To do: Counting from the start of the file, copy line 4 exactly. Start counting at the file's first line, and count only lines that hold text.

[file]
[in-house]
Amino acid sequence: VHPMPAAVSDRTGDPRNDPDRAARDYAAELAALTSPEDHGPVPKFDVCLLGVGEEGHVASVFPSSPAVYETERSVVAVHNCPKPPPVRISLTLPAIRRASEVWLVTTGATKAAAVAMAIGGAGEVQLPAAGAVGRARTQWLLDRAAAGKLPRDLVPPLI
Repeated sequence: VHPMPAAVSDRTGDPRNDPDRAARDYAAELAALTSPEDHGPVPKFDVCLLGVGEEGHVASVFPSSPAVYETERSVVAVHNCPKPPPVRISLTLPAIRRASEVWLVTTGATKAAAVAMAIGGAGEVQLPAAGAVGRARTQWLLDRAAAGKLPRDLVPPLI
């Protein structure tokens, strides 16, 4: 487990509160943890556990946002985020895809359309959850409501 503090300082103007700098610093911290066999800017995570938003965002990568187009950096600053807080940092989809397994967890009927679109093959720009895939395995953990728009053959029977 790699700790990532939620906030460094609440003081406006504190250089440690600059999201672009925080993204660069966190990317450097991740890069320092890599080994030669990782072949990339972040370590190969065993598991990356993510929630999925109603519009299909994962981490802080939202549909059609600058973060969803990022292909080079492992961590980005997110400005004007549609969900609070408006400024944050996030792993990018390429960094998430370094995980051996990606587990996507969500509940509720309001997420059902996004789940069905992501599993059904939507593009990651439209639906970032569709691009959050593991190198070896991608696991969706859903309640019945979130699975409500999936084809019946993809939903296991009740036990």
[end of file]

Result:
């Protein structure tokens, strides 16, 4: 487990509160943890556990946002985020895809359309959850409501 503090300082103007700098610093911290066999800017995570938003965002990568187009950096600053807080940092989809397994967890009927679109093959720009895939395995953990728009053959029977 790699700790990532939620906030460094609440003081406006504190250089440690600059999201672009925080993204660069966190990317450097991740890069320092890599080994030669990782072949990339972040370590190969065993598991990356993510929630999925109603519009299909994962981490802080939202549909059609600058973060969803990022292909080079492992961590980005997110400005004007549609969900609070408006400024944050996030792993990018390429960094998430370094995980051996990606587990996507969500509940509720309001997420059902996004789940069905992501599993059904939507593009990651439209639906970032569709691009959050593991190198070896991608696991969706859903309640019945979130699975409500999936084809019946993809939903296991009740036990």